Traditional Owners help scientists rescue critically endangered sawfish

13 March 2014

In September 2012, as Top End floodplains were drying out, Daly River Traditional Owner Rita Purak discovered two largetooth sawfish stranded in an isolated floodplain waterhole.

Rita knew the sawfish were uncommon because she had been helping Charles Darwin University scientist Peter Kyne with his field work, monitoring the movements of sawfish in the Northern Territory’s largest perennial river.

“After a two-hour drive across a rugged dry floodplain with the Malak Malak Indigenous Ranger Group, we found a tiny, shallow waterhole less than 50 centimetres deep,” Peter said.

“We put in a small gillnet and found nine sawfish and two barramundi, just holding on, so we collected them and returned them to the river. Two weeks later the waterhole was completely dry.”

Watch a video produced by independent film maker Jacqui Hyne, which documents the rescue.

Peter says largetooth sawfish are born at the river mouth then move upstream, often spreading out into floodplain billabongs during the wet season. Sometimes they get trapped when the floodplains dry out.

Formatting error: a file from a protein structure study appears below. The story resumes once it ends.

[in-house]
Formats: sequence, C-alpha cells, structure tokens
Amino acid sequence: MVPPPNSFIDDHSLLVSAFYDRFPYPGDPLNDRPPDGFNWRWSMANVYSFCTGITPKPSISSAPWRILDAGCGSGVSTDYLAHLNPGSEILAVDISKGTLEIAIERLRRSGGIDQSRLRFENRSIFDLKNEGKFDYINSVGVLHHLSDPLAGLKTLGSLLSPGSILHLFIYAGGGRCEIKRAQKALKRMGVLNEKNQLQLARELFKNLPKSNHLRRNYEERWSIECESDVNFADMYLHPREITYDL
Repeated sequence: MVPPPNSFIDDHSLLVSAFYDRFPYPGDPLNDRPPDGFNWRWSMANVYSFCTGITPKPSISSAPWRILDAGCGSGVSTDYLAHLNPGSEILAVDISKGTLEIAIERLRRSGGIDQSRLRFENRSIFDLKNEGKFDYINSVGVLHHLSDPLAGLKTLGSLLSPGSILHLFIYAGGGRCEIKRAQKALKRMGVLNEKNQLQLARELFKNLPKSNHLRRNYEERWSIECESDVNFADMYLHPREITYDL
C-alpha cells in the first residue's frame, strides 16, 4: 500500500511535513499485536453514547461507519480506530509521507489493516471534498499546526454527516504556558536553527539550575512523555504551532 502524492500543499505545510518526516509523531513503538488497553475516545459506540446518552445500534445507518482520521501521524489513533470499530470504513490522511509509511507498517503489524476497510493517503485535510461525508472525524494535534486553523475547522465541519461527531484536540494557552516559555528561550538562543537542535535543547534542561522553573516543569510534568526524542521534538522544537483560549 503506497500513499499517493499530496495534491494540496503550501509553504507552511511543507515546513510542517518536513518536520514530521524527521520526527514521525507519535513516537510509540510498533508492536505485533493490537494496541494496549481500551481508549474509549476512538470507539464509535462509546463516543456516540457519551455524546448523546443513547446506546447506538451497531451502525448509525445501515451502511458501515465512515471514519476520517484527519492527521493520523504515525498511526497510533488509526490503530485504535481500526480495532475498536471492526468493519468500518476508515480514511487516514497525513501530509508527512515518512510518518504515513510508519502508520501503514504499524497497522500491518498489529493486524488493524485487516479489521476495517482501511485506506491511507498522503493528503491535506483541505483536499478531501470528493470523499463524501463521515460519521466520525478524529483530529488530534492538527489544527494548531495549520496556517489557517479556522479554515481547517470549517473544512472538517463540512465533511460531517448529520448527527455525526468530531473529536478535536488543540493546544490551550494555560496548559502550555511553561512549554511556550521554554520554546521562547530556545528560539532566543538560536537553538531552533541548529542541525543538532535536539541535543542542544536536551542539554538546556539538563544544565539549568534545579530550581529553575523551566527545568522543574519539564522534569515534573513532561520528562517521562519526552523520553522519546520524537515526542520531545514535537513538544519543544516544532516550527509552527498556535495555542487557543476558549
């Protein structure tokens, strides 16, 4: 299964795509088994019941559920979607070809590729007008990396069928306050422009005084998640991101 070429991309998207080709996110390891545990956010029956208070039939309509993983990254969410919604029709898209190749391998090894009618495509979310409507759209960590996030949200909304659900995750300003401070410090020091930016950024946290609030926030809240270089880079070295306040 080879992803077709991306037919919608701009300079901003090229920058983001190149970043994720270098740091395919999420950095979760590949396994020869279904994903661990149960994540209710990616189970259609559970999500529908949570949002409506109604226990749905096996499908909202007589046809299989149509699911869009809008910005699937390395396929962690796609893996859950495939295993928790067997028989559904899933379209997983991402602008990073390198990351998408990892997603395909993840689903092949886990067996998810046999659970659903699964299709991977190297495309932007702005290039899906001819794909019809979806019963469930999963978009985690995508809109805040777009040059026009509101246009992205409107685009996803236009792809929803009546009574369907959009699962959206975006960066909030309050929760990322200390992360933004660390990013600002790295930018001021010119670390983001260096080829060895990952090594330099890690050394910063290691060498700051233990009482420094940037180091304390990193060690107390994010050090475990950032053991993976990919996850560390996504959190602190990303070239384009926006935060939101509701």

Historically, the greatest threats to the world’s largest freshwater fish have been overfishing and loss of habitat. The Daly River is a significant system for the species, yet throughout two years of sampling, less than 30 individuals have been recorded.

The relatively good condition of northern Australia’s river systems is probably one of the main reasons why populations of threatened species, including the largetooth sawfish, have been able to persist.

”Northern Australia is a global stronghold for threatened sawfishes, but we still don’t have a handle on their present status,” Peter says.

”The Malak Malak Indigenous rangers and Traditional Owners have a unique understanding of sawfish habitats in the Daly River region, and by working together we have been able to locate important floodplain areas which act as nursery areas for young sawfish.”

Peter’s research is led by the Marine Biodiversity hub of the National Environmental Research Program. His findings are also contributing to a Northern Australia hub project which is investigating the key factors that support aquatic species, and the importance of connectivity between the floodplain, river and ocean.

His team has been assisted by the Malak Malak ranger group, Traditional Owners, Northern Territory Fisheries, cattle station owners, and students and volunteers from Charles Darwin University.

 

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